Intel Cache Monitoring Technology (CMT)
When many VM's are running in a system, the cache can be trashed by what is now called a "noisy neighbor." This VM starts to demand a heavy workload, and has high cache usage. The new demand on the cache starts to degrade performance of VM's running on the same cores/cache. The heavy load of the noisy neighbor starts to degrade the performance of normal acting VMs.
Today, the VMs that require heavy system use are often moved to areas that have the resources to support them, so other normal VMs can continue without being adversely affected by the noisy neighbor.
With Intel Cache Monitoring Technology, the processor is able to detect this, and even move the VM when needed. System Cache can also be partitioned, so the noisy neighbor will have a lesser impact on the VMs around it.
Intel Cache Monitoring Technology (CMT) enables monitoring of last-level cache occupancy on a per-thread/app/VM basis, enabling measurement of application cache sensitivity, profiling, fingerprinting, chargeback models, detection of cache-starved apps/VMs, detection of "noisy neighbors" (which hog the LLC) and advanced cache-aware scheduling policies. The CMT feature is supported on all Xeon E5 v3 SKUs and is enumerated via CPUID.
The DDR4 Difference
The move to DDR4 has many benefits. First, power dropped from 1.5v in DDR3 down to 1.2v with DDR4. There is also smaller page size (1024 -> 512) for x4 devices. This can show a savings of ~2W per DIMM at the wall.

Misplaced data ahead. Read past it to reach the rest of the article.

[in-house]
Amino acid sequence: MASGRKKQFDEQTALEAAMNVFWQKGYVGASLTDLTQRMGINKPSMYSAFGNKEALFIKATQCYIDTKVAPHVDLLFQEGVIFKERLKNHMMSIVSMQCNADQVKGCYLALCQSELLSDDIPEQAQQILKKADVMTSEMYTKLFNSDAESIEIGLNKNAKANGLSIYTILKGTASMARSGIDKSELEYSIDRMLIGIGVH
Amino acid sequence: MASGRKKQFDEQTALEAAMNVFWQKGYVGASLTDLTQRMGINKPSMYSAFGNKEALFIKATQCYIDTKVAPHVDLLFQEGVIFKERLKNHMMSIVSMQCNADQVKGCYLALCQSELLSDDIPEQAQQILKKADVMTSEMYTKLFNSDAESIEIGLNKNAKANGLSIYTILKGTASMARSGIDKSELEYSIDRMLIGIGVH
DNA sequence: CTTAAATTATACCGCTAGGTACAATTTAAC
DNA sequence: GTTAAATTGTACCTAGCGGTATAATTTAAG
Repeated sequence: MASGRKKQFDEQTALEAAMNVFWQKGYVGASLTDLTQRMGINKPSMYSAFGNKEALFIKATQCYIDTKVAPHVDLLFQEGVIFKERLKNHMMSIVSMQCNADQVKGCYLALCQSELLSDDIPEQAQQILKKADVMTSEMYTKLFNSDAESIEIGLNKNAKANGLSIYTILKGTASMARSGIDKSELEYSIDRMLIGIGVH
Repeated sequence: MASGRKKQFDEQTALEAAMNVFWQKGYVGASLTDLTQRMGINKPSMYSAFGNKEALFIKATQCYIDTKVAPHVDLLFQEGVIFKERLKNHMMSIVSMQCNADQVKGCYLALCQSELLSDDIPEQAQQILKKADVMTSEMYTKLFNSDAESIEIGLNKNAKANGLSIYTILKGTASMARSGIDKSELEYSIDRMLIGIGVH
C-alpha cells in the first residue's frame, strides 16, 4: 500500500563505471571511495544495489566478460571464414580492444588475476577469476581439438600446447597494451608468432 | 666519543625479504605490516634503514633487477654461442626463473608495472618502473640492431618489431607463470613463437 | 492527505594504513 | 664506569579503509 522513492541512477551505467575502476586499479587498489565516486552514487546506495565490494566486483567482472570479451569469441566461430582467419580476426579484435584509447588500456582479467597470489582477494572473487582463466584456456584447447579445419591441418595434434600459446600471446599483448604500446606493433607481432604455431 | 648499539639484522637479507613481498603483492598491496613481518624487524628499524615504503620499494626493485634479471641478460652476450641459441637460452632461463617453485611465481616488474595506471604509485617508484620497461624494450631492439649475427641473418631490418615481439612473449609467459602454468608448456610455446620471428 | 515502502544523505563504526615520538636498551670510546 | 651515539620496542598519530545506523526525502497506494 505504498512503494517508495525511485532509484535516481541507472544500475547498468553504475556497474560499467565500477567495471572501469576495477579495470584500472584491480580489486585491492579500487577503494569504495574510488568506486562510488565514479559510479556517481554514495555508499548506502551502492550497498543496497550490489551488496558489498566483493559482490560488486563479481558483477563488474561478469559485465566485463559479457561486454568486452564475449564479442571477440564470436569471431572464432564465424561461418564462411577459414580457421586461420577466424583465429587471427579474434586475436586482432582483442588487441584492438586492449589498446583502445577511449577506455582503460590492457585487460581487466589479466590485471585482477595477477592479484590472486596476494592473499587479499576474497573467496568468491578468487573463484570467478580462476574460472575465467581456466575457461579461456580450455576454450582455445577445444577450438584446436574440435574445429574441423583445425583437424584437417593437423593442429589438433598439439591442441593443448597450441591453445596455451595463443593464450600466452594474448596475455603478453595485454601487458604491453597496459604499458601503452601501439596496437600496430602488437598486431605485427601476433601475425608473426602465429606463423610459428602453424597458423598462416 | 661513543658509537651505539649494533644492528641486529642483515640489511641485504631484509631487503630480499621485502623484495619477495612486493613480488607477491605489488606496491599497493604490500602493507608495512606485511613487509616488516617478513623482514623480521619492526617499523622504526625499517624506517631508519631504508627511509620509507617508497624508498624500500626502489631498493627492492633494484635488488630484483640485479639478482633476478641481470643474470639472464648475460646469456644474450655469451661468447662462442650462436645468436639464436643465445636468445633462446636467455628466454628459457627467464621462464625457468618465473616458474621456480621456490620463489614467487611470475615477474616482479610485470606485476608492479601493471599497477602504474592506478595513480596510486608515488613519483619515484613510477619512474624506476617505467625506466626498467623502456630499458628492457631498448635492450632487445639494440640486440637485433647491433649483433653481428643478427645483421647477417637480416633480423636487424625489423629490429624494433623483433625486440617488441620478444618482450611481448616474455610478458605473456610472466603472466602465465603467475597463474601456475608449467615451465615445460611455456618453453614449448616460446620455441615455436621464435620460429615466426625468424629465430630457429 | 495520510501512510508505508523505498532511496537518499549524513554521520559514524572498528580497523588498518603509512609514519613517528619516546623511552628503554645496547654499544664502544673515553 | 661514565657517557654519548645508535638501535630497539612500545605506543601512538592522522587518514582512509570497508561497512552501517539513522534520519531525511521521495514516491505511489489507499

Improved RAS enables better command/address parity error recovery. When multiple DIMMs per channel are installed, DDR4 has higher bandwidth, and increased DIMM frequency.
When 4x DIMMs are installed per CPU, we can maintain higher DIMM speeds. If 8x DIMMs are installed, frequency will drop to the next rated frequency. Larger capacity DDR4 DIMMs will be available so that using four channels will support a larger amount of RAM, at a faster speed.
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- Page 1 [Introduction]
- Page 2 [E5-2600 v3 Platform Summary]
- Page 3 [E5-2600 v3 Architectural Overview]
- Page 4 [E5-2600 v3 Architectural Overview Continued]
- Page 5 [Intel Communications Platform]
- Page 6 [Test System Setup]
- Page 7 [System and CPU Benchmarks]
- Page 8 [Memory Benchmarks]
- Page 9 [Power Consumption and Final Thoughts]